Supplement Feature - April 2014
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Get Connected

Create Greenway Trails to Get Your Community On the Move

By Jessica Royer Ocken


Steps to Get Started

If this kind of trail connectivity seems like a good fit for your community or region, consider the following suggestions carefully. Greenway projects offer wonderful benefits, but they definitely take planning and coordination to succeed.

1. Survey your area and identify possibilities and challenges.

RDG's Crawford suggested beginning with a "natural resource inventory" of your community. Do you have creeks and streams? Old railway lines? Utility corridors? Where are they located? Who owns this land? Are there undeveloped areas nearby that could be purchased and preserved for greenway use? What trails and recreation amenities already exist? How could they be connected?

After this initial assessment, Alta's Storck recommends a feasibility study, which involves generating public input, contacting adjacent property owners to gauge their interest, and looking at needed permits (which can take time to acquire), easements and a preliminary estimate of costs. Looking closely at the topography of the land is also useful, noted MESA's Cowan. Some landscapes will be less amenable to ADA-accessible trails than others, and others may require so much enhancement that the project becomes quite expensive. Will lighting and restrooms or water stations be placed along the trail? How will the trail's neighbors feel about this?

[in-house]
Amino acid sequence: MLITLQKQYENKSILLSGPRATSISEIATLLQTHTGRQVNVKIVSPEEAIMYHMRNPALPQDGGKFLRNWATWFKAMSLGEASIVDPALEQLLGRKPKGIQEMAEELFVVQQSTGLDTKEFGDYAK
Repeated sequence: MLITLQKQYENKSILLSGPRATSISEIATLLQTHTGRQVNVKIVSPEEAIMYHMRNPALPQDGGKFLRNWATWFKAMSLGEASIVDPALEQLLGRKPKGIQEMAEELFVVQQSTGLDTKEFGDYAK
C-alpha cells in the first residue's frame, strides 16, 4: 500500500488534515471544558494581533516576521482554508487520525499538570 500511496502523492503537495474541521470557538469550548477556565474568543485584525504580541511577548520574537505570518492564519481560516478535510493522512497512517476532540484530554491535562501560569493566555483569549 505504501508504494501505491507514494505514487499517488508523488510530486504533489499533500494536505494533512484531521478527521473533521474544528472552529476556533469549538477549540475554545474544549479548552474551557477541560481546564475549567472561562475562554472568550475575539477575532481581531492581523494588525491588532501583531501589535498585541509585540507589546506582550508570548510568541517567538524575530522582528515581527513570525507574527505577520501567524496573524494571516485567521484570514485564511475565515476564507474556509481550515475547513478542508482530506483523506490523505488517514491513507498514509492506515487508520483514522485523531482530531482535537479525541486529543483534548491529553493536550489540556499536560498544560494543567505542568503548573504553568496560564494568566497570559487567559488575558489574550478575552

Greenway trails are intended to enhance and protect the environment, so check for protected wetlands and other habitats of endangered species that may be affected by your proposed project, suggested Hitchcock Design's Howard. Choose the trail's path and the methods you'll use to create it carefully "to minimize the disturbance in the more sensitive areas."

2. Get the community involved.

Although you'll talk to some members of the community in the earliest consideration phase, if your preliminary research yields positive results, it's time to take your plans public in a major way. Support from those in your town or region is always essential, but particularly for a greenway trail, which may wind its way through a variety of properties and jurisdictions. "Projects can be derailed if advocacy groups fail to engage property owners," Storck noted.

This is the time to take planning to the next level and build momentum with grassroots organizations like "friends of" groups, your local or regional planning department, and perhaps even corporate sponsors, Storck added. "It's about raising awareness and educating the community about the benefits and tradeoffs." If your trail may cross city or county lines, consider creating an independent nonprofit association to organize and manage the project, suggested Crawford.